J. Christmansson and Ram Chillarege Chalmers University of Technology, IBM Research, 1996
Abstract: -- A significant issue in fault injection experiments is that the injected faults are representative of software faults observed in the field. Another important issue is the time used, as we want experiments to be conducted without excessive time spent waiting for the consequences of a fault. An approach to accelerate the failure process would be to inject errors instead of faults, but this would require a mapping between representative software faults and injectable errors. Furthermore, it must be assured that the injected errors emulate software faults and not hardware faults. These issues were addressed in a study of software faults encountered in one release of a large IBM operating system product. The key results are:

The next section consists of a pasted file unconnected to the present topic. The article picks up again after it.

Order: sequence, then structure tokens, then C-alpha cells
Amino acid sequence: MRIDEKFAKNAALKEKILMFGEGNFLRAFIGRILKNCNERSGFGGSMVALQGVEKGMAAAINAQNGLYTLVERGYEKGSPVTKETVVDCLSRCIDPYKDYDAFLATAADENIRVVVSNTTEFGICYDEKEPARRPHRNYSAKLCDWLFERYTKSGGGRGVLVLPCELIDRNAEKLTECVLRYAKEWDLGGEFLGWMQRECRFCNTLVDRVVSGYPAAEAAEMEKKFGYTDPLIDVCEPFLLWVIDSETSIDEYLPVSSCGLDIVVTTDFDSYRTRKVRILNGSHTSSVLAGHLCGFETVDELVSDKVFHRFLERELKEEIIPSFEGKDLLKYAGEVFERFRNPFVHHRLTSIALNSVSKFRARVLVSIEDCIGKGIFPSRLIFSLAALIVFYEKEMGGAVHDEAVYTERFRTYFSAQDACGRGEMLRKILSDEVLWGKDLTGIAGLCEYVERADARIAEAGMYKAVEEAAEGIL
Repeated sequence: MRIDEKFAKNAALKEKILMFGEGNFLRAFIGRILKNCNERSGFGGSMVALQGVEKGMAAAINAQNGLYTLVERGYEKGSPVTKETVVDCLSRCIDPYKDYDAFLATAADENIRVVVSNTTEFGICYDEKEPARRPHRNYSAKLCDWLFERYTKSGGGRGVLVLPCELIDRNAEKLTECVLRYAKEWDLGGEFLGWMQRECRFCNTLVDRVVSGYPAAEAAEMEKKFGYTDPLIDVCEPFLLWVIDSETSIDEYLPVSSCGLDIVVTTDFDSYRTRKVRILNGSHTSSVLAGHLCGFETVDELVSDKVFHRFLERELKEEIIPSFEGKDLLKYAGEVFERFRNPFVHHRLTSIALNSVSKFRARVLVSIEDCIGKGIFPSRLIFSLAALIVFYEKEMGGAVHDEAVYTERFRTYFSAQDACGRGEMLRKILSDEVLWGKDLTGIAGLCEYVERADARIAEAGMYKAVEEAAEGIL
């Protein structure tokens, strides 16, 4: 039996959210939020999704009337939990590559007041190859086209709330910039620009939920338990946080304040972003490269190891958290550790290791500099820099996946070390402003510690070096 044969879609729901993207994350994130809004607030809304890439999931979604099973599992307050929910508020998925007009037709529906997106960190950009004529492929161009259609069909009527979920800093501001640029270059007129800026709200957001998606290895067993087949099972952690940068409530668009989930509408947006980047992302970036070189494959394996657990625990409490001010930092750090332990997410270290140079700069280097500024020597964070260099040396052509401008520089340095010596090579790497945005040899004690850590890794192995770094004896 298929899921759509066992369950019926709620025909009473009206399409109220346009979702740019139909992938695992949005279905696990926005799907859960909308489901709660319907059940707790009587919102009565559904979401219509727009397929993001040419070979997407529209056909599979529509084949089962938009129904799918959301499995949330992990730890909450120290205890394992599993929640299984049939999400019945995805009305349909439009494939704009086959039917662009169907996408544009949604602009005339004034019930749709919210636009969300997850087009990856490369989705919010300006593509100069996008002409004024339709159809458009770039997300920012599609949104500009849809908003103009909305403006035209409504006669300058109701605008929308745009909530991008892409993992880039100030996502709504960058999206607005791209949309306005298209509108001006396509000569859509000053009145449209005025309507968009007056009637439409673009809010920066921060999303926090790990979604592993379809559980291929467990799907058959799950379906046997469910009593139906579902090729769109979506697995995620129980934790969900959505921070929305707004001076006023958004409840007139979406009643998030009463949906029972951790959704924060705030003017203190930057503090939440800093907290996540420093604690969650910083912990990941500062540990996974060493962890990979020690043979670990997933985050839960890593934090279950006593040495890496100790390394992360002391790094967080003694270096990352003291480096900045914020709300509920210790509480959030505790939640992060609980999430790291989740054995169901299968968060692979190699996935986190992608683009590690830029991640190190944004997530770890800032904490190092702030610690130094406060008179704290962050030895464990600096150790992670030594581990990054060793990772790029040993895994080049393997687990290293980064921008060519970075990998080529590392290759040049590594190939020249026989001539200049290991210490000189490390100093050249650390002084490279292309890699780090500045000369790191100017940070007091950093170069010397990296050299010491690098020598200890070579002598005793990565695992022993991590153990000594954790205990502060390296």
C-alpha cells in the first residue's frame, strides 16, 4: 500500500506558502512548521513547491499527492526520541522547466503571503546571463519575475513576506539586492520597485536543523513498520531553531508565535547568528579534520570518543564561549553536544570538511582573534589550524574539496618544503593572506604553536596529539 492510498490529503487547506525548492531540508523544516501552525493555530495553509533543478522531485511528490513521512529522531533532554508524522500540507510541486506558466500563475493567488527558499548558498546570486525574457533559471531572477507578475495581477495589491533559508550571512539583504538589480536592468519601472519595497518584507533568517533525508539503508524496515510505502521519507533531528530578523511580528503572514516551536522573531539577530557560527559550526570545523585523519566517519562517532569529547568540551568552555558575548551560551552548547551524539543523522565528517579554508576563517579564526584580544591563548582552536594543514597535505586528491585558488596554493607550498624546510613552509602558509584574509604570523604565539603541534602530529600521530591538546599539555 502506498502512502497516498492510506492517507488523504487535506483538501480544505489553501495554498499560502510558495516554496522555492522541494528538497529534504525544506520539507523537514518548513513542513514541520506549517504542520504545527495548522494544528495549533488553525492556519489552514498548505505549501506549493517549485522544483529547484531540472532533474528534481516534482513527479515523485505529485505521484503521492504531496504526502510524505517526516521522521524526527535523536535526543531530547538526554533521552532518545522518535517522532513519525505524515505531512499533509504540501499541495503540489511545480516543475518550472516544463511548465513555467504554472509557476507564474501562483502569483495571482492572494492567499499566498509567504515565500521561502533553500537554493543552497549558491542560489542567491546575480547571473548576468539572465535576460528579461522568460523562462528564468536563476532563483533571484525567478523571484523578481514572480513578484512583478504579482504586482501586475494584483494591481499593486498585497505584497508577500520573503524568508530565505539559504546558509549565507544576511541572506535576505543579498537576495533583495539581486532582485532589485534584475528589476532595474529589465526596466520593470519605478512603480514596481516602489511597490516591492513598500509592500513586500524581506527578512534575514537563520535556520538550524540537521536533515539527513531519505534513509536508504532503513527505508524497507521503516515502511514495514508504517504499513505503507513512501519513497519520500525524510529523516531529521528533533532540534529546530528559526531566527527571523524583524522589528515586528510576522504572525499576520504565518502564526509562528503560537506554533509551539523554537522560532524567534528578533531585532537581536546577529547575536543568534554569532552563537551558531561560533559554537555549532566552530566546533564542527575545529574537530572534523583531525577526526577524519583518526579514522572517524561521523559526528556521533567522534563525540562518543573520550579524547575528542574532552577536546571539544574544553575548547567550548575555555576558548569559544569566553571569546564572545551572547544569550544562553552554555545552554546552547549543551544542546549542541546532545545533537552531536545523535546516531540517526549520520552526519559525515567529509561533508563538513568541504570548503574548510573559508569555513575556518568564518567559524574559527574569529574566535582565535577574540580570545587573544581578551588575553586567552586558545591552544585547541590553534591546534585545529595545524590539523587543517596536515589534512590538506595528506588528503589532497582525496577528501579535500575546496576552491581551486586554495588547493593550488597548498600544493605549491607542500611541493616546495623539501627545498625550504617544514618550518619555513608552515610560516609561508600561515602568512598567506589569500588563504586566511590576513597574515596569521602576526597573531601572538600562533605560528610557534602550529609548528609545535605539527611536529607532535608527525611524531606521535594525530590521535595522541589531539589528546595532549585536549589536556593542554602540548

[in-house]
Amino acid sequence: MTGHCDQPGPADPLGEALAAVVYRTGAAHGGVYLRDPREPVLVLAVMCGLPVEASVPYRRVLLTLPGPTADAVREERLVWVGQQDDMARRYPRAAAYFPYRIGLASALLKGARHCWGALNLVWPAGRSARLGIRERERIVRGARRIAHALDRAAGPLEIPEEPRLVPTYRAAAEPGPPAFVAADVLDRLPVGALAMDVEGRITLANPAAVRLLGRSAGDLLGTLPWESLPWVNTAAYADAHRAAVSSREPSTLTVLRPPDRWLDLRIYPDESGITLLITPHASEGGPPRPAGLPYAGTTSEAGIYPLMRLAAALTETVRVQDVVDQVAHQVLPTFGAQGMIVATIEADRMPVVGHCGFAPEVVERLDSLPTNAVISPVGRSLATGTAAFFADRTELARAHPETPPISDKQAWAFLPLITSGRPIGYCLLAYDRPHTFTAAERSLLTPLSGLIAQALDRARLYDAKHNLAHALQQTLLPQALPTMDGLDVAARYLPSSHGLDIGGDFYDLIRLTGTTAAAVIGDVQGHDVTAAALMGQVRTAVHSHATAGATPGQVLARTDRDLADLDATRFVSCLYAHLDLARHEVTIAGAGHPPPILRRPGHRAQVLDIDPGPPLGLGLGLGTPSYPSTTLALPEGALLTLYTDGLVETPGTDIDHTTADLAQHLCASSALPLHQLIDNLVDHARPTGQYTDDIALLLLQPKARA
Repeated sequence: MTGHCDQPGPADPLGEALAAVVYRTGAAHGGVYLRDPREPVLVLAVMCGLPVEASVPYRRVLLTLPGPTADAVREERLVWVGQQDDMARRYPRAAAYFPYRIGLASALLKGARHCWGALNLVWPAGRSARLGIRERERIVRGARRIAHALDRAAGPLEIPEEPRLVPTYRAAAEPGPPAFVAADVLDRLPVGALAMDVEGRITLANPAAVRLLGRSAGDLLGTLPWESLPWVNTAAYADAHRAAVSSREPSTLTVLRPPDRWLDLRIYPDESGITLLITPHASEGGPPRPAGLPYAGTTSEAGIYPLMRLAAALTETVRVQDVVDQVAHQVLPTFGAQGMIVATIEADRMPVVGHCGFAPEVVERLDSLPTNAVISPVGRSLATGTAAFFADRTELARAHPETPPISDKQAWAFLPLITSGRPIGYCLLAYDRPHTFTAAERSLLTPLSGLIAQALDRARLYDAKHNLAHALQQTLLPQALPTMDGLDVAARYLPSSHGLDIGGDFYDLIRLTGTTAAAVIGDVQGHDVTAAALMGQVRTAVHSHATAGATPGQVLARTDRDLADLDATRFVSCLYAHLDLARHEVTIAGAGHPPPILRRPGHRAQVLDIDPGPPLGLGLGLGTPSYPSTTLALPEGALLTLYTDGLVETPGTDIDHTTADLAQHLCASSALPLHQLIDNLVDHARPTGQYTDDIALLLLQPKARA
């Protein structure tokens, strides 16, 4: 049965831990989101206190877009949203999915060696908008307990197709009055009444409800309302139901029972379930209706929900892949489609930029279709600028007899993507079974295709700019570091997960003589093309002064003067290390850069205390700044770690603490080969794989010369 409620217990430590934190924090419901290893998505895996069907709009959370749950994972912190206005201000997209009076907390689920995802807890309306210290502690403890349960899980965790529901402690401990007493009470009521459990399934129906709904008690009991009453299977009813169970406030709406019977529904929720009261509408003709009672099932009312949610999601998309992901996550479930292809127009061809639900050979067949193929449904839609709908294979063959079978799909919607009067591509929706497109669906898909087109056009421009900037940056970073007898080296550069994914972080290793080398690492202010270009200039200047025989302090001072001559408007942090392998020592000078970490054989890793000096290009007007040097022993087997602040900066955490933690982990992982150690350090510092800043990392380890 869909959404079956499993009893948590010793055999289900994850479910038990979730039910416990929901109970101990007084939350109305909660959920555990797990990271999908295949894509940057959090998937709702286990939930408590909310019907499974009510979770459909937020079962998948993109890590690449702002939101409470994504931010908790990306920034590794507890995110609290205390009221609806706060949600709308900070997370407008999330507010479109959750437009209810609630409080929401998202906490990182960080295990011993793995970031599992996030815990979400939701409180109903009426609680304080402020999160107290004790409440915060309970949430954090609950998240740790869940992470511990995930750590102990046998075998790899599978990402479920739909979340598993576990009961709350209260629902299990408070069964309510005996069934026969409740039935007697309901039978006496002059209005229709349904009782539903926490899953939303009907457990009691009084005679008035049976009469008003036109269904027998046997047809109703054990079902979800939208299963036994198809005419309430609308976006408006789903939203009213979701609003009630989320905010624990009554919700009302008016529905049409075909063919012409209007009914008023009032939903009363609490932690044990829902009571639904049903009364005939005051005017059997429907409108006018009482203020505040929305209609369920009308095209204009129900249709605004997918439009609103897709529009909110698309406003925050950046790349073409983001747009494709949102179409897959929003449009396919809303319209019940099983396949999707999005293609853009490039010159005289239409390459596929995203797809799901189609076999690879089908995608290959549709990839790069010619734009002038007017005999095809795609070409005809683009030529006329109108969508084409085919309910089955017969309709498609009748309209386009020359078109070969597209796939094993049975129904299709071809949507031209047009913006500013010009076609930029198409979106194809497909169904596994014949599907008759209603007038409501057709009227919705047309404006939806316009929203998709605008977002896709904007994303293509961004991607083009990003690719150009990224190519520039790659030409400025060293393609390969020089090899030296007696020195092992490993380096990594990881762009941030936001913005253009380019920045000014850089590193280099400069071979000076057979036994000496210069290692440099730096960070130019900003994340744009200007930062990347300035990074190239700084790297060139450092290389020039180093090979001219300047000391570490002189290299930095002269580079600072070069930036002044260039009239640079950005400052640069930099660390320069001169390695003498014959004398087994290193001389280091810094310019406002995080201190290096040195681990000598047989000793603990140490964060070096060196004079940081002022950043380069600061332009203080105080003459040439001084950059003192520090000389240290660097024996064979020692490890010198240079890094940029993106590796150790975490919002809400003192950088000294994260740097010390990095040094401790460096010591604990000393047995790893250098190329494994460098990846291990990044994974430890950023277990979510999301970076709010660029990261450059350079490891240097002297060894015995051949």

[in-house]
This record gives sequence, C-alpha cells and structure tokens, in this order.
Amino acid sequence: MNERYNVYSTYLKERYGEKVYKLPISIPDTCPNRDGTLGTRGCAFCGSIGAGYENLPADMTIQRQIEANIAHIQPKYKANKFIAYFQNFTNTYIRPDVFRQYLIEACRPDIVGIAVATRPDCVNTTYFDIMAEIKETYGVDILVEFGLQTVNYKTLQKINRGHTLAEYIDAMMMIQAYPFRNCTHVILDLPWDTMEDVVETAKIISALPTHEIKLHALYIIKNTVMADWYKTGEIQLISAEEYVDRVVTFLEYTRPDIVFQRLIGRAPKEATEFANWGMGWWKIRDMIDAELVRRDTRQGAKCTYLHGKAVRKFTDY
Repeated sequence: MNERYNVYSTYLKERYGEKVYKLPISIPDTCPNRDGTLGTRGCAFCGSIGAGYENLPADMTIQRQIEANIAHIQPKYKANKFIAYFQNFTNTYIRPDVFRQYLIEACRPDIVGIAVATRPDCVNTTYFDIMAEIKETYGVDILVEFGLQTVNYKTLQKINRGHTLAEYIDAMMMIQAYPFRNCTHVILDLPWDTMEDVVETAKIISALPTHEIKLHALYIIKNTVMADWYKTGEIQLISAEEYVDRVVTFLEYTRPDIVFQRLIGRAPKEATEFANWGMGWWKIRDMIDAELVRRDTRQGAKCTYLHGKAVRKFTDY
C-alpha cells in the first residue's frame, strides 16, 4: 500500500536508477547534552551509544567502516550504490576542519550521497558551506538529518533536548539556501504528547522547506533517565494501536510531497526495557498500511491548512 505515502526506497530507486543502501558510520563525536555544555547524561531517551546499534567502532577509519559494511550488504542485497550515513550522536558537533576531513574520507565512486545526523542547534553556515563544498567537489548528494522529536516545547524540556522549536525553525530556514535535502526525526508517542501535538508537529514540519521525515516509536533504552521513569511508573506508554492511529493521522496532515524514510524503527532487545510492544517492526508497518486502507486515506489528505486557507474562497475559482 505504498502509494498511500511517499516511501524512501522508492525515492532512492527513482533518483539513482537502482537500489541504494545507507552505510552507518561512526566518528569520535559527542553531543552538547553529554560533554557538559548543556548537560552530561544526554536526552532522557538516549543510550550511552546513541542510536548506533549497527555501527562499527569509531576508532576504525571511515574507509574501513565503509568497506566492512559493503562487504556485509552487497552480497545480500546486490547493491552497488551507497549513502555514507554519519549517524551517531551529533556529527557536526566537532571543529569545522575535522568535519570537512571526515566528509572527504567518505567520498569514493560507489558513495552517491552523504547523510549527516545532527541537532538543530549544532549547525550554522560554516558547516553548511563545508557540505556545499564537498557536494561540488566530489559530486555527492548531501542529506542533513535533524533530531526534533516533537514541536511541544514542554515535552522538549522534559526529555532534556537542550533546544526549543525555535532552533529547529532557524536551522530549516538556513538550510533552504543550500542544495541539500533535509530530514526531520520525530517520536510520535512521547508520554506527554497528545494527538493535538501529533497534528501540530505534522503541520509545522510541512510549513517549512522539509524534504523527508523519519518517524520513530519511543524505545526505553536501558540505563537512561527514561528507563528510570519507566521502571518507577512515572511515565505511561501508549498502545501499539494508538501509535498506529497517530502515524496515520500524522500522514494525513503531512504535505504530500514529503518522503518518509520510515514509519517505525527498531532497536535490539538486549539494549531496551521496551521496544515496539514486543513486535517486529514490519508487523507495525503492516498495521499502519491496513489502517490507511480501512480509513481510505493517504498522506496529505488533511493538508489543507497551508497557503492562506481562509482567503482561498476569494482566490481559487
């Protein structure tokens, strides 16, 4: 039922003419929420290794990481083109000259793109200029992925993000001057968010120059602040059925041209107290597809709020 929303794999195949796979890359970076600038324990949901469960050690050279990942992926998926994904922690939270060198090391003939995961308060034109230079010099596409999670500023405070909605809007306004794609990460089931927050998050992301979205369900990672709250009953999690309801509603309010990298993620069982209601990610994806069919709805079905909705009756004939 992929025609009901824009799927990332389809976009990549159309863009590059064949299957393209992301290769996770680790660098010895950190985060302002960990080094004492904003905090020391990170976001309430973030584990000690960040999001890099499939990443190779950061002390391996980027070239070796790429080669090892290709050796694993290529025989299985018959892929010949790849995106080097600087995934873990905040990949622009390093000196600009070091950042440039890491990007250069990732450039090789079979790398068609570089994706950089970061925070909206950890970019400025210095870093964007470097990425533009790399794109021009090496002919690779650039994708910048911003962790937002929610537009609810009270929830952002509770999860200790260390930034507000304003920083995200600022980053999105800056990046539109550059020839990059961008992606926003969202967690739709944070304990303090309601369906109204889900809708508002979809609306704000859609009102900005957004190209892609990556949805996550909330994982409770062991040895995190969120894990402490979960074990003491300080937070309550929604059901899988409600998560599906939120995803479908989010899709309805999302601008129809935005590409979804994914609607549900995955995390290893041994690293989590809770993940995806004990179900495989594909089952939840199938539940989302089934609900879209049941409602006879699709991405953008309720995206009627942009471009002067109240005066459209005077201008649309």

- A general procedure that uses field data to generate a set of injectable errors, in which each error is defined by: error type, error location and injection condition. The procedure assures that the injected errors emulate software faults and not hardware faults.
- The faults are uniformly distributed (1.37 fault per module) over the affected modules.
- The distribution of error categories in the IBM operating system and the distribution of errors in the Tandem Guardian90 operating system reported in  were compared and found to be similar. This result adds a flavor of generality to the field data presented in the current paper.